By Joseph Tsidulko
By Patrick Range McDonald
By David Futch
By Hillel Aron
By Dennis Romero
By Jill Stewart
By Dennis Romero
By Dennis Romero
The December 15 shooting of 14-year-old Cheryl Green in many ways was a mirror image of the triple homicide on 49th Street. Like 10-year-old David Marcial, Green was playing in a driveway in midafternoon when a gunman raced up and opened fire. In both cases, the killing traumatized the neighborhood. But in Harbor Gateway, the victims were black. On 49th Street, they were brown.
Police believe Green and her friends had been targeted by Latino gang members because of their race. Three days before Christmas, the family of the slain eighth-grader — backed by outraged community leaders — stood before news cameras and called for an end to an invisible border that made African-American families terrified of traveling north of 206th Street, in their own neighborhood. A black family living next to the crime scene had a different solution, loading up a moving van and leaving for good.
Green’s death — with its racial component, its subtext of blacks versus Latinos – grabbed Los Angeles and its news media in ways that other killings in 2006 did not. Most murders generated a day or two of news coverage or were ignored altogether. Even the triple homicide on 49th Street was greeted with silence after several days. The murder in Harbor Gateway was different, sparking six weeks of protests, community meetings, promises of help from the federal government.
Distraught, Hahn began casting around for a solution. She called for a legal injunction to crack down on the 204th Street gang. Then she asked her pollster to find out how voters would feel about a $50 million tax to fund more youth programs. Yet the city’s own expert on gang programs was, at roughly the same time, suggesting that an effective strategy might cost as much as $1 billion, or five times the cost of the 2,000 additional police officers still sought by Bratton.
Hundreds of people attended Green’s funeral, crowding into a church in Inglewood that looked more like a cinder-block bunker than a house of worship. At least a third of the crowd were children — slender teenage girls wearing fur-collared coats, boys sporting the narrow braids of the latest hip-hop crooner. Some girls burst into tears the minute they entered the church. Others fidgeted awkwardly, breaking into sobs only when they passed the open casket where Green lay surrounded by white roses and lilies.
The coffin was light pink, a color more suited to a teenage girl’s bedroom. In the casket, Cheryl looked like a princess, dressed in a white beaded gown and a sparkly tiara. At one point, her family formed an arc around the coffin, with aunts, uncles, sisters and cousins all saying goodbye and caressing the girl’s long, white ?formal gloves.
Few of those who spoke at the lectern acknowledged the awful circumstances of Green’s death. Instead, they described their joy over her arrival in heaven, her family’s embrace of Jesus. The pastor, a barrel-chested African-American with a velvety voice, brought the crowd back to grim reality, giving a sermon that was as much about himself as it was about the little girl in the pink casket.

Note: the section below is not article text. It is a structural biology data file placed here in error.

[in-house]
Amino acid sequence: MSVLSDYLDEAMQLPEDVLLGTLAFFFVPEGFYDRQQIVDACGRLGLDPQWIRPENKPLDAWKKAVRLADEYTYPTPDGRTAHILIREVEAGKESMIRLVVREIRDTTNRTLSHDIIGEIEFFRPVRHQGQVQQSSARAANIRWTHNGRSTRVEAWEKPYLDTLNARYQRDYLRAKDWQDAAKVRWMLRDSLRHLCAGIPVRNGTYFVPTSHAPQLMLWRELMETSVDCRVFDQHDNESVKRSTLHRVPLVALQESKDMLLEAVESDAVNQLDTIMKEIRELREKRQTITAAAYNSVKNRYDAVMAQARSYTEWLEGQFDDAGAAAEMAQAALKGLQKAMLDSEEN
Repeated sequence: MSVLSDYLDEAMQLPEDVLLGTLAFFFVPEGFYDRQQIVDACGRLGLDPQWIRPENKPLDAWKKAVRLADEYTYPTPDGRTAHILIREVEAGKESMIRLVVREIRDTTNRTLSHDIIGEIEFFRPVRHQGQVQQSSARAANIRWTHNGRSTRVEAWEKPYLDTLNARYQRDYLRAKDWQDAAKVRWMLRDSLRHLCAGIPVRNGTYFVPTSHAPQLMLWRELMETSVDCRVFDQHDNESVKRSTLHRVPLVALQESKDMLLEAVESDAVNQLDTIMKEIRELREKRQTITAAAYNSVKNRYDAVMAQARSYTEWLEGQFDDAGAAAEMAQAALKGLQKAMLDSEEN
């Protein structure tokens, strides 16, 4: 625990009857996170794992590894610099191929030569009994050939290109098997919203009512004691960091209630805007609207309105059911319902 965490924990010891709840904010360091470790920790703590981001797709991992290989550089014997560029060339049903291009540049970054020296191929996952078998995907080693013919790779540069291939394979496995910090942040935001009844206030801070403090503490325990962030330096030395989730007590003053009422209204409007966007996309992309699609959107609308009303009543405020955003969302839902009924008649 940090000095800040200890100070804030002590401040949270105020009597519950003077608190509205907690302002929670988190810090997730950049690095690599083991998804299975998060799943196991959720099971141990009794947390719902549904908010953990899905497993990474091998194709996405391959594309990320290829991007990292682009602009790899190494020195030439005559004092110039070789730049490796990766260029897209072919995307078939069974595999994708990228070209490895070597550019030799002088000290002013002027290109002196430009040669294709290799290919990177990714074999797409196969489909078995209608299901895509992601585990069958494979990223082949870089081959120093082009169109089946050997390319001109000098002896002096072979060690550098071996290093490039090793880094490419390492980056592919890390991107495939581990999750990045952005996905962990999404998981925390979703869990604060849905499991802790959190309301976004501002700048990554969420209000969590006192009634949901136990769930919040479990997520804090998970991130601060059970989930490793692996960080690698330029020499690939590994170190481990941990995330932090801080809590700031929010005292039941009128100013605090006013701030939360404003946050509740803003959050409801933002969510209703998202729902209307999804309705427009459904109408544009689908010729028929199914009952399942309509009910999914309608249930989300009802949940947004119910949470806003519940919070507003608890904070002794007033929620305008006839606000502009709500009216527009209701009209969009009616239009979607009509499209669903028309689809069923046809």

With a basso profundo that enthralled the audience, Pastor Jordan Allen wanted the girl’s mother to understand that he knew precisely how she felt. He told how three months earlier, his own 18-year-old grandson had been struck down by gunfire as he chatted on a cell phone.
“I honestly believed,” the preacher said slowly in his Barry White whisper, “that if you love your children, if you love your grandchildren, if you provide for them, if you make sure they have all the food they need to eat, if you make sure that they don’t have any reason to go out in the streets and get crazy with drugs and everything else, that if you did that, they would be all right.
“On October 2, the covers were pulled off of my eyes, because I found out it didn’t matter.” The heavy-set preacher spat out the words “It didn’t matter” — his growl turning into a scream of anguish — “that he had good-looking shoes, all the clothes that he needed, that he didn’t have to envy anybody for anything. Because at the end of the day, he decided he wanted to go the store to get a soda.”
Allen told the children in the congregation he knew they were terrified, regardless of all their fine clothes and tough exteriors. “This world is going to hell,” he declared. “This young angel, who even looks like an angel in the casket, is a testament to the fact that you can be a good kid and still be taken out of here. For all of you preachers and all of you politicians, we’ve got some work to do. And I’m not quite sure how. Because how do you stop craziness?”
And there was the question again. How do you put an end to murder?
The day of Green’s funeral, four days were left in 2006. By then, what little progress the city had made in reducing homicides had nearly evaporated. The Los Angeles Times reported on December 26 that homicides dropped 4 percent, the fourth consecutive yearly decline. But by the time the story ran, more murders had been committed, cutting the reduction to just over 3 percent. By December 31, homicides had fallen by only 2.4 percent — 12 fewer murders than in 2005.